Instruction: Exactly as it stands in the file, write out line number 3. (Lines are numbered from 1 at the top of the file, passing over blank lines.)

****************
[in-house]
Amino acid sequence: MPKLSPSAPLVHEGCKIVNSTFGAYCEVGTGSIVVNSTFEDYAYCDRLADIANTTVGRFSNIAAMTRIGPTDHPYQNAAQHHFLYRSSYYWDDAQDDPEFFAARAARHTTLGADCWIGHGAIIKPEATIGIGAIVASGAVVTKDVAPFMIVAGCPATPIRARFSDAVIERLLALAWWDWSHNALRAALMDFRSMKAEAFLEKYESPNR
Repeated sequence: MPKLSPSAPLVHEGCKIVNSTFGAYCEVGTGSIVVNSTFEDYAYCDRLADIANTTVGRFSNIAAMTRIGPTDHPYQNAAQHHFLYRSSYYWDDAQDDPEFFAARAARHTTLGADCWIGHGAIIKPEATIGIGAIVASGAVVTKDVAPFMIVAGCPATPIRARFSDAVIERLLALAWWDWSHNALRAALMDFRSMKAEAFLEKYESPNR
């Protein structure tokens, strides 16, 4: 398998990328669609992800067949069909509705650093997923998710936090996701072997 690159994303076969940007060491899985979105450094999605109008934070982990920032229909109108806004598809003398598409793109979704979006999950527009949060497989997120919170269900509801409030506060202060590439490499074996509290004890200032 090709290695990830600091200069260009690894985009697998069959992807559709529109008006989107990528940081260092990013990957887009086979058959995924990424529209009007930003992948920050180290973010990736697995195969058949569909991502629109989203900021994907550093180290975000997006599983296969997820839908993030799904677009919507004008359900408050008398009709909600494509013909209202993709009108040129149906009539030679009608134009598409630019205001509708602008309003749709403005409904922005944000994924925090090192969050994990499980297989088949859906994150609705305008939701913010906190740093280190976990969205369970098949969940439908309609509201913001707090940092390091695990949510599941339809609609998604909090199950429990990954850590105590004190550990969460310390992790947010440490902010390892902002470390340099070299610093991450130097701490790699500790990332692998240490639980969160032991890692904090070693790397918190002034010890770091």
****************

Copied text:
Repeated sequence: MPKLSPSAPLVHEGCKIVNSTFGAYCEVGTGSIVVNSTFEDYAYCDRLADIANTTVGRFSNIAAMTRIGPTDHPYQNAAQHHFLYRSSYYWDDAQDDPEFFAARAARHTTLGADCWIGHGAIIKPEATIGIGAIVASGAVVTKDVAPFMIVAGCPATPIRARFSDAVIERLLALAWWDWSHNALRAALMDFRSMKAEAFLEKYESPNR